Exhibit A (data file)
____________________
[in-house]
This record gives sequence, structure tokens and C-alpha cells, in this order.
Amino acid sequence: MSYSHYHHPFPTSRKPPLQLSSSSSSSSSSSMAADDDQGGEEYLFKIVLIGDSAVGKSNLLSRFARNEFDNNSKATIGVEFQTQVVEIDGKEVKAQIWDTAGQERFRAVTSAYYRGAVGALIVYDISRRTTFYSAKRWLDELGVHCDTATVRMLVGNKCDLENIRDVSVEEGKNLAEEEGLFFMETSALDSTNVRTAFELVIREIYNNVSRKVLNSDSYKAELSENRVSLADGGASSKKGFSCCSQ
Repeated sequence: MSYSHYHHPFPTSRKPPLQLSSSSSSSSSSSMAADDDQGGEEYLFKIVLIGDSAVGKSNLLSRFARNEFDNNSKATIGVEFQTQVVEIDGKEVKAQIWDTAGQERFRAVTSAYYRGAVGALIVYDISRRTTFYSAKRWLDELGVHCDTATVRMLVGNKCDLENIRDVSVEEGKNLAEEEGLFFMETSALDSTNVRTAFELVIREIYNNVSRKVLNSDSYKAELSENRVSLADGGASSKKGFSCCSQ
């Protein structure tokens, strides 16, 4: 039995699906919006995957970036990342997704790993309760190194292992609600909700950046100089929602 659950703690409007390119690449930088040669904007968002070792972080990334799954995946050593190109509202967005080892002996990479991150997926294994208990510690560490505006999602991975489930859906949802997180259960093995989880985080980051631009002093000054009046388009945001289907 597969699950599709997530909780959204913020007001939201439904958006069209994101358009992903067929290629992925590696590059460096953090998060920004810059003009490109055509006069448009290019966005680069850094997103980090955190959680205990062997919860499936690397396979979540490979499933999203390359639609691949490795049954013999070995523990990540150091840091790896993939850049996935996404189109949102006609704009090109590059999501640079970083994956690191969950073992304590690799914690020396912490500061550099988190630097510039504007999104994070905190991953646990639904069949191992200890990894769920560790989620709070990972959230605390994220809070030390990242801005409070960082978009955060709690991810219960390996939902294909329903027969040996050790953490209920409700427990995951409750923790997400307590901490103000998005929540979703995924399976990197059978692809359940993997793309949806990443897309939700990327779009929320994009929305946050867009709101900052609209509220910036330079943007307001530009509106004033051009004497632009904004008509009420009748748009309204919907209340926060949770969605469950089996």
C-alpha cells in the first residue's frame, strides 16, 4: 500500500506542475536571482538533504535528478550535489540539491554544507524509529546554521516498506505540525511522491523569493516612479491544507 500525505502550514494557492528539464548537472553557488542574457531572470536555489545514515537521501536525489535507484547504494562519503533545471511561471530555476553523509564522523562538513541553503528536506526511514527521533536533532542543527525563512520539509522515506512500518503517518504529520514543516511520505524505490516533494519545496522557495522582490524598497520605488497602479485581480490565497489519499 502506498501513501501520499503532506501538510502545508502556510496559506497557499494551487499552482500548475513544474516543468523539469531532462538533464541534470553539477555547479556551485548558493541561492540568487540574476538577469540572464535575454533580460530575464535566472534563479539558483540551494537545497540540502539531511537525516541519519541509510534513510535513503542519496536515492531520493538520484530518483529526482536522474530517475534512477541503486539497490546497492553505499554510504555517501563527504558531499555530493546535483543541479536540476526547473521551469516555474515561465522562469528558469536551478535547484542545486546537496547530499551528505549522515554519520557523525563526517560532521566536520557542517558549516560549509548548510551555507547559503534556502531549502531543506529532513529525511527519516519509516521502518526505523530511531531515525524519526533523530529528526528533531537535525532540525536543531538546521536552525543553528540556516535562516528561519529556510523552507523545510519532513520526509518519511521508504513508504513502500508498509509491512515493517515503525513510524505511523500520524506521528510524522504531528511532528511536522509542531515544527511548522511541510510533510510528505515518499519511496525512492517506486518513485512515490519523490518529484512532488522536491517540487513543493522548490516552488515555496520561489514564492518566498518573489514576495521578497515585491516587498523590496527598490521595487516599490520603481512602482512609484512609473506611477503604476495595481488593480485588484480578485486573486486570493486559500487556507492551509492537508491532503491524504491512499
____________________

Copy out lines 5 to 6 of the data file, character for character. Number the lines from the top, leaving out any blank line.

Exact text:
């Protein structure tokens, strides 16, 4: 039995699906919006995957970036990342997704790993309760190194292992609600909700950046100089929602 659950703690409007390119690449930088040669904007968002070792972080990334799954995946050593190109509202967005080892002996990479991150997926294994208990510690560490505006999602991975489930859906949802997180259960093995989880985080980051631009002093000054009046388009945001289907 597969699950599709997530909780959204913020007001939201439904958006069209994101358009992903067929290629992925590696590059460096953090998060920004810059003009490109055509006069448009290019966005680069850094997103980090955190959680205990062997919860499936690397396979979540490979499933999203390359639609691949490795049954013999070995523990990540150091840091790896993939850049996935996404189109949102006609704009090109590059999501640079970083994956690191969950073992304590690799914690020396912490500061550099988190630097510039504007999104994070905190991953646990639904069949191992200890990894769920560790989620709070990972959230605390994220809070030390990242801005409070960082978009955060709690991810219960390996939902294909329903027969040996050790953490209920409700427990995951409750923790997400307590901490103000998005929540979703995924399976990197059978692809359940993997793309949806990443897309939700990327779009929320994009929305946050867009709101900052609209509220910036330079943007307001530009509106004033051009004497632009904004008509009420009748748009309204919907209340926060949770969605469950089996």
C-alpha cells in the first residue's frame, strides 16, 4: 500500500506542475536571482538533504535528478550535489540539491554544507524509529546554521516498506505540525511522491523569493516612479491544507 500525505502550514494557492528539464548537472553557488542574457531572470536555489545514515537521501536525489535507484547504494562519503533545471511561471530555476553523509564522523562538513541553503528536506526511514527521533536533532542543527525563512520539509522515506512500518503517518504529520514543516511520505524505490516533494519545496522557495522582490524598497520605488497602479485581480490565497489519499 502506498501513501501520499503532506501538510502545508502556510496559506497557499494551487499552482500548475513544474516543468523539469531532462538533464541534470553539477555547479556551485548558493541561492540568487540574476538577469540572464535575454533580460530575464535566472534563479539558483540551494537545497540540502539531511537525516541519519541509510534513510535513503542519496536515492531520493538520484530518483529526482536522474530517475534512477541503486539497490546497492553505499554510504555517501563527504558531499555530493546535483543541479536540476526547473521551469516555474515561465522562469528558469536551478535547484542545486546537496547530499551528505549522515554519520557523525563526517560532521566536520557542517558549516560549509548548510551555507547559503534556502531549502531543506529532513529525511527519516519509516521502518526505523530511531531515525524519526533523530529528526528533531537535525532540525536543531538546521536552525543553528540556516535562516528561519529556510523552507523545510519532513520526509518519511521508504513508504513502500508498509509491512515493517515503525513510524505511523500520524506521528510524522504531528511532528511536522509542531515544527511548522511541510510533510510528505515518499519511496525512492517506486518513485512515490519523490518529484512532488522536491517540487513543493522548490516552488515555496520561489514564492518566498518573489514576495521578497515585491516587498523590496527598490521595487516599490520603481512602482512609484512609473506611477503604476495595481488593480485588484480578485486573486486570493486559500487556507492551509492537508491532503491524504491512499